I incline to the shocking conclusion that it is just the literature that we read for amusement, or purely for pleasure, that may have the greatest and least suspected influence upon us. It is literature we read with the least effort that can have the easiest and most insidious influence upon us. Hence it is that the influence of popular novelists, and of popular playwrights of contemporary life, requires to be scrutinized most closely.
T. S. Eliot in “Religion and Literature” quoted in Moral Imagination, Humane Letters, and the Renewal of Society
by Vigen Guroian, Ph.D.
I haven’t read the last Harry Potter novel yet and am declining to draw any conclusions about the series until I have done so. But in the meantime, here’s something to mull over.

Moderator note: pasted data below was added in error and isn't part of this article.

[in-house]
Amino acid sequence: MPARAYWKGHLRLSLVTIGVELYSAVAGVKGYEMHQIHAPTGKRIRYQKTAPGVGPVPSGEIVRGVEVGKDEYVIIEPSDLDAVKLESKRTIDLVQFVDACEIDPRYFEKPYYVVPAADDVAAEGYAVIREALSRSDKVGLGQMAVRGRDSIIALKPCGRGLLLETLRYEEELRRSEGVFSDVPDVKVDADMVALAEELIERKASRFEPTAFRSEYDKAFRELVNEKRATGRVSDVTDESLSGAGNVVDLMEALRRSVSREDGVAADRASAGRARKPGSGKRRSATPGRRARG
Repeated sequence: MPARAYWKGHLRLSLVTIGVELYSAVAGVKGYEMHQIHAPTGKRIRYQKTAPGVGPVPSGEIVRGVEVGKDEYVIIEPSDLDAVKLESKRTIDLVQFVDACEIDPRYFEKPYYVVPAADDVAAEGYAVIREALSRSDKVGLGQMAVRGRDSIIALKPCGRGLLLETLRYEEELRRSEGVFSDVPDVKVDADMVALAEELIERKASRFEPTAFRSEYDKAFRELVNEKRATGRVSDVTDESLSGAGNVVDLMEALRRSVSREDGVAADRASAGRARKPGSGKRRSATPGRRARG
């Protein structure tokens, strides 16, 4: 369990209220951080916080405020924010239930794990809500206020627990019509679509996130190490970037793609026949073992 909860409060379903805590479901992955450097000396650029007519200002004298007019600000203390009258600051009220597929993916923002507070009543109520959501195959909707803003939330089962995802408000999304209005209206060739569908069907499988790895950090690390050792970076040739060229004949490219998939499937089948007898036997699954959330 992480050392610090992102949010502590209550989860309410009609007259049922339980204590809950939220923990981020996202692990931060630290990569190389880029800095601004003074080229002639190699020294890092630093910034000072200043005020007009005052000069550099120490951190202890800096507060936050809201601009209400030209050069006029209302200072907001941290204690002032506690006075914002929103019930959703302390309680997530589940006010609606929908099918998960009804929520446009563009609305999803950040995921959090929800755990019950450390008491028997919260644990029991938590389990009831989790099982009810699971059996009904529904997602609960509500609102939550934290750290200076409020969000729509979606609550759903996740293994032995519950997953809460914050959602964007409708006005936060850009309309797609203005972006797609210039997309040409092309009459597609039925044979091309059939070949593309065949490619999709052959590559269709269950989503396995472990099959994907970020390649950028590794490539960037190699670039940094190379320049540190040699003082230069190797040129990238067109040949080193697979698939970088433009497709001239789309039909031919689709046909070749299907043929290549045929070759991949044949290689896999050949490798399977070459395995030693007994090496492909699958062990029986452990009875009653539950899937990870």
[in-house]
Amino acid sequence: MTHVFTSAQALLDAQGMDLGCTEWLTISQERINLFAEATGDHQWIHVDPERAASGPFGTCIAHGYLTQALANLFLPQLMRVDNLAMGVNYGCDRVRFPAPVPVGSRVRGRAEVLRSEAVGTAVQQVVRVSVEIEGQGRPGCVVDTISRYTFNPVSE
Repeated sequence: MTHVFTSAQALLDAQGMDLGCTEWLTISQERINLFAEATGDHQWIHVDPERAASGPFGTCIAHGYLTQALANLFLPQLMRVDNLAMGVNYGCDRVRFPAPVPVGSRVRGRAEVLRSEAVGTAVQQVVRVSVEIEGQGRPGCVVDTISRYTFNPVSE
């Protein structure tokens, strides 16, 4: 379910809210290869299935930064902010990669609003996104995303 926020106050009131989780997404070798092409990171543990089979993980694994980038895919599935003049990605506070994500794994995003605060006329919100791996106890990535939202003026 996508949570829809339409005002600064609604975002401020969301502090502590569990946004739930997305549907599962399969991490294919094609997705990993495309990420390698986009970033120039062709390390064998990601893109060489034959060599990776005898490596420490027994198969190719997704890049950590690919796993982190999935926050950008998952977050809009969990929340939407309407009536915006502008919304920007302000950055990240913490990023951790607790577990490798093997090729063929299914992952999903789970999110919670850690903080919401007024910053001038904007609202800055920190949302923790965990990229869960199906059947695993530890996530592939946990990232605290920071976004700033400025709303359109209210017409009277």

Some people have responded to criticisms of HP by saying lighten up, it’s just light reading. But Eliot’s argument is that is precisely why we should be concerned by any negative influence which the series does exert.
Disabling comments because, like I said, I don’t want to get into any HP debates or discussions until I’ve had time to read the final book.